The meeting with Ali defined the group’s role. He was clear about his convictions. Joining the armed forces would have meant members of the BEU could continue receiving a financial windfall through Ali’s promotional company Main Bout as employees from closed-circuit TV revenues. Ali convinced the group otherwise. Members of the summit held a news conference and declared their support of Ali’s rights as a conscientious objector.

“Ali was so convincing in that room as he presented his beliefs and what it meant to be Black,” Ashley said. “By the time he was done, I damn near wanted to be a Muslim. And I was raised Baptist.”

Ali would eventually win his appeal and return to boxing, but that moment of solidarity is only one example on a continuum of activism.

“The moments matter, but stringing them together is where we see impact,” Cadogan said. “It’s people coming together and saying, ‘OK, we’re not just in this for today, we’re in this for the long haul,’ because our social problems require energy, and we’re going to come back again and again and again, and push forward and make progress.”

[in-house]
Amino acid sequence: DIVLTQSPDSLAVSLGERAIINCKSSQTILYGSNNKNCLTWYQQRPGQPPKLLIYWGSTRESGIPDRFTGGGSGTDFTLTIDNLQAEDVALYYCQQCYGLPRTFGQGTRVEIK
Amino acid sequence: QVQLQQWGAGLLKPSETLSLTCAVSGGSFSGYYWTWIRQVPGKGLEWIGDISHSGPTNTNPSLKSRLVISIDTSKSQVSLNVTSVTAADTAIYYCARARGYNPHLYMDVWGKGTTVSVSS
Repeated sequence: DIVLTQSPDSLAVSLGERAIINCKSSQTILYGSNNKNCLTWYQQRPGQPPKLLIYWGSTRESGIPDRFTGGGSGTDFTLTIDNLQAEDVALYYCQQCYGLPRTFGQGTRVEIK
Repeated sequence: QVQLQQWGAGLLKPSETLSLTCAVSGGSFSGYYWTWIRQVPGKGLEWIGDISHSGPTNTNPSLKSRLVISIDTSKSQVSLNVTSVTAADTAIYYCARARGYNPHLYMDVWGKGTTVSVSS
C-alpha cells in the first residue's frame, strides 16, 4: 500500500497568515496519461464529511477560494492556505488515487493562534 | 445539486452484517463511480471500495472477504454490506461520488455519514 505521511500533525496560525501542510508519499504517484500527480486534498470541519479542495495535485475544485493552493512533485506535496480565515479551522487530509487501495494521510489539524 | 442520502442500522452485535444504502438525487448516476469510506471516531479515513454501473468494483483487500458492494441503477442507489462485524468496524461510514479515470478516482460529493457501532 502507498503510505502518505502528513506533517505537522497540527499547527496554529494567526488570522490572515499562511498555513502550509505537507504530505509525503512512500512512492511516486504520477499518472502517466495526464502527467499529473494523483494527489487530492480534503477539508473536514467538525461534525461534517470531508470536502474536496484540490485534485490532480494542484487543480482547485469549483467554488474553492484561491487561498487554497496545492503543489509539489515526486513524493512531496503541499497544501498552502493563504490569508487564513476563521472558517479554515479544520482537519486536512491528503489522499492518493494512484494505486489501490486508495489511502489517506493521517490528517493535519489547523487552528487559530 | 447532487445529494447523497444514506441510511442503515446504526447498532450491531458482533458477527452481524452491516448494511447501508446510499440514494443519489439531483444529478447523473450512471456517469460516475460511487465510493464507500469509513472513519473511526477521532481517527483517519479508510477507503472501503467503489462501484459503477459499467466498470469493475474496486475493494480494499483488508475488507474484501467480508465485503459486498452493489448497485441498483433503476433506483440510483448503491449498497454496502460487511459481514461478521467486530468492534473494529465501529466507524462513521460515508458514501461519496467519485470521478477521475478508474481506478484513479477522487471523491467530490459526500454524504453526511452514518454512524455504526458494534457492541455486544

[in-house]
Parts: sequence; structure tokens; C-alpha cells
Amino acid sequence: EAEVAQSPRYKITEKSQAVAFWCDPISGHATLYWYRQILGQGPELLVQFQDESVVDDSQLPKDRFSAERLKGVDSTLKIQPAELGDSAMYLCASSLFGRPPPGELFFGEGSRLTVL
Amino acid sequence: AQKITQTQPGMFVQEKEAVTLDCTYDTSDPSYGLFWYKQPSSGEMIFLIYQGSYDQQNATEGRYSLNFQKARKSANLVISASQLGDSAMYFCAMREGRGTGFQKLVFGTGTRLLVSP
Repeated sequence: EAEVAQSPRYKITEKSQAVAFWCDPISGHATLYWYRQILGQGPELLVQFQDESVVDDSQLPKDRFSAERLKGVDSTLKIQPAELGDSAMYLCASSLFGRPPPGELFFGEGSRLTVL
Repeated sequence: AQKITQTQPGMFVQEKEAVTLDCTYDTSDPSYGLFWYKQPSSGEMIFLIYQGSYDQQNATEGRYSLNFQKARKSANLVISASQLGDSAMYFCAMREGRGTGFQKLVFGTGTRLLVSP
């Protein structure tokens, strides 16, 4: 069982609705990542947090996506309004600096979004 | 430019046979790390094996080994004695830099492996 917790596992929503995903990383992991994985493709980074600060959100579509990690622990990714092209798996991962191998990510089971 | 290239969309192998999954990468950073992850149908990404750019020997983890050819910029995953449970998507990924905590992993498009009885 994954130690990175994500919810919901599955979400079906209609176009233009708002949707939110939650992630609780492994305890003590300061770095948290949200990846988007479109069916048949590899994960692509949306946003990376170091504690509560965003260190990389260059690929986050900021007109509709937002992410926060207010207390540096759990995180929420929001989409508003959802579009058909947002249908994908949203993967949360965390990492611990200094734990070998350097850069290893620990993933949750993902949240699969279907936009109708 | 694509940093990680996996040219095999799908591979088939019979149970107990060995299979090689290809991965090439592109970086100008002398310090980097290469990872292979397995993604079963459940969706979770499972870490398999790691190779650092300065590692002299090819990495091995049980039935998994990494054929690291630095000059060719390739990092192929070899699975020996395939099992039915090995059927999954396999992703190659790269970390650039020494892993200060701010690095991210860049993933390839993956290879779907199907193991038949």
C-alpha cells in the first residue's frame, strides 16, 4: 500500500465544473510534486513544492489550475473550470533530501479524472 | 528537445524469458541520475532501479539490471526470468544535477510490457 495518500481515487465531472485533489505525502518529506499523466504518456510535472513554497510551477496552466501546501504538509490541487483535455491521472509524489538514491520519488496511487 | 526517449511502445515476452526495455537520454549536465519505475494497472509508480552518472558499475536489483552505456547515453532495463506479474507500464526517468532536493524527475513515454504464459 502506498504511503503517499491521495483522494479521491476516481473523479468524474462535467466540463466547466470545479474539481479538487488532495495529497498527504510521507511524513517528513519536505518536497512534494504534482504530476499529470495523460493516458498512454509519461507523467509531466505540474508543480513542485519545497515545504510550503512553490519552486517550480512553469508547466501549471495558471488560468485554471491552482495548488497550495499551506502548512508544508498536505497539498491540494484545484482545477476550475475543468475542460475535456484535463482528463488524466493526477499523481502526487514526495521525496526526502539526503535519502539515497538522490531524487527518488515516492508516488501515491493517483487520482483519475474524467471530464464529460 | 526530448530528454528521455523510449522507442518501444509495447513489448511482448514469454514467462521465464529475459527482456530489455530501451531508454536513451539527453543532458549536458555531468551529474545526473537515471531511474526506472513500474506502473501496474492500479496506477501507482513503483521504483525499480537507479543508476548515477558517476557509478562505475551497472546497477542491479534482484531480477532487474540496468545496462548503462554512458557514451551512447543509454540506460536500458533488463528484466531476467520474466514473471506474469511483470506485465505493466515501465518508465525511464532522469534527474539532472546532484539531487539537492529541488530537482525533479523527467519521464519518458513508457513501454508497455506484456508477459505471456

The Ali Summit defined a new moment in activism by athletes, and Ashley is honored by the NBA’s recognition.

“The same things we were fighting for back in the ’60s are the same things we’re fighting for today,” said Ashley, who left the BEU in the early 1970s and worked with a company that produced Grambling State football highlights. “And it bothers me, but for organizations like the NBA to throw support behind movements to bring about social justice and equality means so much.”

Branson Wright is a filmmaker and freelance multimedia sports reporter.